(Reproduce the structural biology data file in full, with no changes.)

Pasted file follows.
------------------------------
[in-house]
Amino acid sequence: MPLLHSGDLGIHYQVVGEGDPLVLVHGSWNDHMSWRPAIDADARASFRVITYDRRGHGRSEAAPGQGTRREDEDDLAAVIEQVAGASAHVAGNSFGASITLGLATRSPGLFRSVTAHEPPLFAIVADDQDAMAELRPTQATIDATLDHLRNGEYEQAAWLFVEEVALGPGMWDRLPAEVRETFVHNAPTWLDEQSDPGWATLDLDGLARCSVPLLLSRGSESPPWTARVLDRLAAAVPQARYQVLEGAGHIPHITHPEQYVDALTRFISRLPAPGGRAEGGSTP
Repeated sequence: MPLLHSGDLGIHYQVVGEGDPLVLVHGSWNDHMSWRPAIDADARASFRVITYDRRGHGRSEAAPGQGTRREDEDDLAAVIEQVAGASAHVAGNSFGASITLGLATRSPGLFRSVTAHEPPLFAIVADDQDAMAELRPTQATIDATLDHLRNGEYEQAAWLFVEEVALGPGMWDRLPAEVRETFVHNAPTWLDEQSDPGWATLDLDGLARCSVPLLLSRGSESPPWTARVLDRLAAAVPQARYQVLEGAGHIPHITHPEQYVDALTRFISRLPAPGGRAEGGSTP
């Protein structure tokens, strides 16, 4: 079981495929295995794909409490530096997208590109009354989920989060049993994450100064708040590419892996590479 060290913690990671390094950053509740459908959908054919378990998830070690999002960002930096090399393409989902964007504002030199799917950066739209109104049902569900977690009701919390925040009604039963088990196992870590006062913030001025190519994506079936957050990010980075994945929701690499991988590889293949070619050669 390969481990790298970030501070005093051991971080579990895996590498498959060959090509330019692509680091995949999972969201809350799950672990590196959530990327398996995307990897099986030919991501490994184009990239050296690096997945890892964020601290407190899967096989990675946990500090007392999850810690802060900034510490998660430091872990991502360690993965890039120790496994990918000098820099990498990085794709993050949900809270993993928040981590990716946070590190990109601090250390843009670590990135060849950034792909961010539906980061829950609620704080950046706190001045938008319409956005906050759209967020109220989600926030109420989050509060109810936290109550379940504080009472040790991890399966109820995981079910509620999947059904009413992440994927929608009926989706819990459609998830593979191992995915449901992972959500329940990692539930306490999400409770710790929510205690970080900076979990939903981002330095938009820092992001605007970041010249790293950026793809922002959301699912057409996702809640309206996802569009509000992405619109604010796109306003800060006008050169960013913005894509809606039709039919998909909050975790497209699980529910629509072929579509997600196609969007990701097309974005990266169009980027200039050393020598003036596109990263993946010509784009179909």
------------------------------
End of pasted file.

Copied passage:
[in-house]
Amino acid sequence: MPLLHSGDLGIHYQVVGEGDPLVLVHGSWNDHMSWRPAIDADARASFRVITYDRRGHGRSEAAPGQGTRREDEDDLAAVIEQVAGASAHVAGNSFGASITLGLATRSPGLFRSVTAHEPPLFAIVADDQDAMAELRPTQATIDATLDHLRNGEYEQAAWLFVEEVALGPGMWDRLPAEVRETFVHNAPTWLDEQSDPGWATLDLDGLARCSVPLLLSRGSESPPWTARVLDRLAAAVPQARYQVLEGAGHIPHITHPEQYVDALTRFISRLPAPGGRAEGGSTP
Repeated sequence: MPLLHSGDLGIHYQVVGEGDPLVLVHGSWNDHMSWRPAIDADARASFRVITYDRRGHGRSEAAPGQGTRREDEDDLAAVIEQVAGASAHVAGNSFGASITLGLATRSPGLFRSVTAHEPPLFAIVADDQDAMAELRPTQATIDATLDHLRNGEYEQAAWLFVEEVALGPGMWDRLPAEVRETFVHNAPTWLDEQSDPGWATLDLDGLARCSVPLLLSRGSESPPWTARVLDRLAAAVPQARYQVLEGAGHIPHITHPEQYVDALTRFISRLPAPGGRAEGGSTP
């Protein structure tokens, strides 16, 4: 079981495929295995794909409490530096997208590109009354989920989060049993994450100064708040590419892996590479 060290913690990671390094950053509740459908959908054919378990998830070690999002960002930096090399393409989902964007504002030199799917950066739209109104049902569900977690009701919390925040009604039963088990196992870590006062913030001025190519994506079936957050990010980075994945929701690499991988590889293949070619050669 390969481990790298970030501070005093051991971080579990895996590498498959060959090509330019692509680091995949999972969201809350799950672990590196959530990327398996995307990897099986030919991501490994184009990239050296690096997945890892964020601290407190899967096989990675946990500090007392999850810690802060900034510490998660430091872990991502360690993965890039120790496994990918000098820099990498990085794709993050949900809270993993928040981590990716946070590190990109601090250390843009670590990135060849950034792909961010539906980061829950609620704080950046706190001045938008319409956005906050759209967020109220989600926030109420989050509060109810936290109550379940504080009472040790991890399966109820995981079910509620999947059904009413992440994927929608009926989706819990459609998830593979191992995915449901992972959500329940990692539930306490999400409770710790929510205690970080900076979990939903981002330095938009820092992001605007970041010249790293950026793809922002959301699912057409996702809640309206996802569009509000992405619109604010796109306003800060006008050169960013913005894509809606039709039919998909909050975790497209699980529910629509072929579509997600196609969007990701097309974005990266169009980027200039050393020598003036596109990263993946010509784009179909």